This is a very ironic piece. The message of the piece seems to be let’s have a free and open debate in China so that I can prove to Chinese nationalists that I’m right and they are wrong. Different viewpoints are good, and when you express different viewpoints, you’ll naturally find that mine are absolutely objectively correct and their’s are totally completely wrong.
I think the post wildly underestimates the degree to which people view the world in different ways, and how hard it is to be tolerant of other people’s beliefs once you find out what they really are. The assumption seems to be that when different people are exposed to the “correct view of the world” that naturally they will see the world in the way that he does, and my experience suggests that this is not going to happen. People’s beliefs about how the world works and how it should work are formed at a very early age, and they don’t change without enormous personal trauma. Usually people take new facts and try to fit them into the picture of the world that they already have, and if you don’t share those beliefs, it can be quite shocking what those beliefs actually are.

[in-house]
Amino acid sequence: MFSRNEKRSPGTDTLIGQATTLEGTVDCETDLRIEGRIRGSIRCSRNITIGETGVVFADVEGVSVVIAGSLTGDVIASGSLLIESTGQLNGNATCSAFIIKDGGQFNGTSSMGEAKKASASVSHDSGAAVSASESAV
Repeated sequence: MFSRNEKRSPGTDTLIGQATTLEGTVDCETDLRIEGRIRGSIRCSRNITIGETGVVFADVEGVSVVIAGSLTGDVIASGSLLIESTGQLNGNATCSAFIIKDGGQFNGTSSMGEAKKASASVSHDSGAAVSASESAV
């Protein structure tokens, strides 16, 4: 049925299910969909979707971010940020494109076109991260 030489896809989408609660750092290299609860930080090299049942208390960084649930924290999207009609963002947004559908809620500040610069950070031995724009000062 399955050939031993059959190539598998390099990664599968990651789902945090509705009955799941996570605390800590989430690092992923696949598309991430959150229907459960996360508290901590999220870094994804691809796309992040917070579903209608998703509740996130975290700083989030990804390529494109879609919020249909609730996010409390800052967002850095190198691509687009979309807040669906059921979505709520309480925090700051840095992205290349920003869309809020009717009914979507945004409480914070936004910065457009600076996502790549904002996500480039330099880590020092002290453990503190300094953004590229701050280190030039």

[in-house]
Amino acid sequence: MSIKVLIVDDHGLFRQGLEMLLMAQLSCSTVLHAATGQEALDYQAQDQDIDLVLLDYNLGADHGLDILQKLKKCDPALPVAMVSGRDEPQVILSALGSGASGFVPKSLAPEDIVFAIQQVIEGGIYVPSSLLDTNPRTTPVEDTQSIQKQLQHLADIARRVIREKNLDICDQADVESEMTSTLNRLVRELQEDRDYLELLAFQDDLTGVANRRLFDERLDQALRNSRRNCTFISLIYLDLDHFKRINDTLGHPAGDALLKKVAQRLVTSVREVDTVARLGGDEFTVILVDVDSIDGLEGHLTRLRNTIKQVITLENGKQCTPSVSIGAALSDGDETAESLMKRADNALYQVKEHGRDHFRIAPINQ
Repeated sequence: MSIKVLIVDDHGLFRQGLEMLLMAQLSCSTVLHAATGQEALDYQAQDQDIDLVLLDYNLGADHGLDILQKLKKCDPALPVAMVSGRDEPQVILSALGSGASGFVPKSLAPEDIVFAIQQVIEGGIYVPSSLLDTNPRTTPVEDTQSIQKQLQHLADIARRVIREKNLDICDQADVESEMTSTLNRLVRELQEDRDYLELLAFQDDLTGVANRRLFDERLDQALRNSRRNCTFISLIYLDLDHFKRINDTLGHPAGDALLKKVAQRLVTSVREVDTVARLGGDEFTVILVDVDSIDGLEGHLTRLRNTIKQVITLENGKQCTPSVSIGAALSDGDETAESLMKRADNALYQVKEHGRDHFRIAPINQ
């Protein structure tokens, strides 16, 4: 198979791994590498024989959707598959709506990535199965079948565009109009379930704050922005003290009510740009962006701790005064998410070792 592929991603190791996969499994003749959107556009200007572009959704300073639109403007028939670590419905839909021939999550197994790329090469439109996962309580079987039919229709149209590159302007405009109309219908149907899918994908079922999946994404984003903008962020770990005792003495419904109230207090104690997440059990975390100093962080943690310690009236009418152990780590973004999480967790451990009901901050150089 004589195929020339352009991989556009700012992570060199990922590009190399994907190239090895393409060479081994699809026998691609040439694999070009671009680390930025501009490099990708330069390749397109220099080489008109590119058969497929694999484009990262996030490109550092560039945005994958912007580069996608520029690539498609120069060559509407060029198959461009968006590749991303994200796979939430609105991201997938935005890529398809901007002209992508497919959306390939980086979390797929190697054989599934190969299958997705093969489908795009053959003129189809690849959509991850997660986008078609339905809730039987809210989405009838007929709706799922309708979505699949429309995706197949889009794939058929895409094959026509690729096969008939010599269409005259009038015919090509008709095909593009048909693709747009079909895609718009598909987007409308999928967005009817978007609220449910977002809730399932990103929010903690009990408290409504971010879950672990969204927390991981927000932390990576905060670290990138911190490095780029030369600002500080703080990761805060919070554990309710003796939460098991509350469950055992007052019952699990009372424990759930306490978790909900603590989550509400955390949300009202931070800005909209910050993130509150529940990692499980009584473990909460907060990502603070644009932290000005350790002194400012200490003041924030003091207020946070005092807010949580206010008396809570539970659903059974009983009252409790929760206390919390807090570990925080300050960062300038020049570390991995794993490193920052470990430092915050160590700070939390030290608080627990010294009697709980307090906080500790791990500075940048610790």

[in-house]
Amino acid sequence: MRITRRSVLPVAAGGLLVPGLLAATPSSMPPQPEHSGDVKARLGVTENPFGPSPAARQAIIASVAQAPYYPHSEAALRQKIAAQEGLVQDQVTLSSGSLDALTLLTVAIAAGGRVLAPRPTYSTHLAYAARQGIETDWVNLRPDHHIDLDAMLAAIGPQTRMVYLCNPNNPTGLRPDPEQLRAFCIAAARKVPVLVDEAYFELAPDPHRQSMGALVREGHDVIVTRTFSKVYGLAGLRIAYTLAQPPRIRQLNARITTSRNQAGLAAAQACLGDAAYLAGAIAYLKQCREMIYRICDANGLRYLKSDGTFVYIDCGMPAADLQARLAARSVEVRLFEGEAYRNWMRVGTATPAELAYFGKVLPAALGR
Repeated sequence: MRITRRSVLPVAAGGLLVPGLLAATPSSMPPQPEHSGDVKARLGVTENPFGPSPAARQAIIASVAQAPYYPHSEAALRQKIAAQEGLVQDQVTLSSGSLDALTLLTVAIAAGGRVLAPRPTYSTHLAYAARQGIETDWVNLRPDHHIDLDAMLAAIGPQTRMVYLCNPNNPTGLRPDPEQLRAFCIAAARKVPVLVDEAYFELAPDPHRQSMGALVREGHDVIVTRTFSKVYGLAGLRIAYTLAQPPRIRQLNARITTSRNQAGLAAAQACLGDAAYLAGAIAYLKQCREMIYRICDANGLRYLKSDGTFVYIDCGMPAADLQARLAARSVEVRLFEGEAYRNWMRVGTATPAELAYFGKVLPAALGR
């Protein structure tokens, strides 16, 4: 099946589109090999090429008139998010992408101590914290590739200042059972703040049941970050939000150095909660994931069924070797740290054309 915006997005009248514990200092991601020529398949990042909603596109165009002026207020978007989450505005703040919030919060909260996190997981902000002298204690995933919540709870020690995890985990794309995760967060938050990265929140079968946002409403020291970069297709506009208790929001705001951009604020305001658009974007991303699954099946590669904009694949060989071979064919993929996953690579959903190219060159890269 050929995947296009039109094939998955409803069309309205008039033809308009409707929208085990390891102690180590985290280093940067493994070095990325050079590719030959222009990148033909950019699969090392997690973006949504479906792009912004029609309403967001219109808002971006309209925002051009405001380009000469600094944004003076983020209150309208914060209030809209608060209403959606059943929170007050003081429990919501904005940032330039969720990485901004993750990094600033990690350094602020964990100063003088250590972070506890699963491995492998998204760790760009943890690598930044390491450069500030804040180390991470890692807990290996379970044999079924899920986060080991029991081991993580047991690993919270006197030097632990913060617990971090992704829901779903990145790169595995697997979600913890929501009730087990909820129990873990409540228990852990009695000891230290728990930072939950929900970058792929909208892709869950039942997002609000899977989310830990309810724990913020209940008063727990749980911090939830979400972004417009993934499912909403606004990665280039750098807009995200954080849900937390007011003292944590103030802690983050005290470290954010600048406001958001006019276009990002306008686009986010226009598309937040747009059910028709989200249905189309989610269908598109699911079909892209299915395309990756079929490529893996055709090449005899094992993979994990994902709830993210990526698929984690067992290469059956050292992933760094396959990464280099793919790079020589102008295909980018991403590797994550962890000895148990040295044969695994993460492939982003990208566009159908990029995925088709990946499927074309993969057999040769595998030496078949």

Being exposed to wildly different beliefs usually doesn’t result in tolerance, it results in even more screaming. What does cause tolerance is the knowledge that you have to deal with someone despite how much you disagree with them, and this is why e-mail produces so much flameage. You scream at someone over e-mail and never see them again. If it turns out that you actually have to live with someone, the dynamics changes.
Just letting opinions out in the open doesn’t necessarily produce better policy, it could easily lead to paralysis, people screaming at each other, or worse shooting at each other. Good governance is at the thin line between anarchy and tyranny, and having things move into anarchy can produce as much suffering as having things move to tyranny.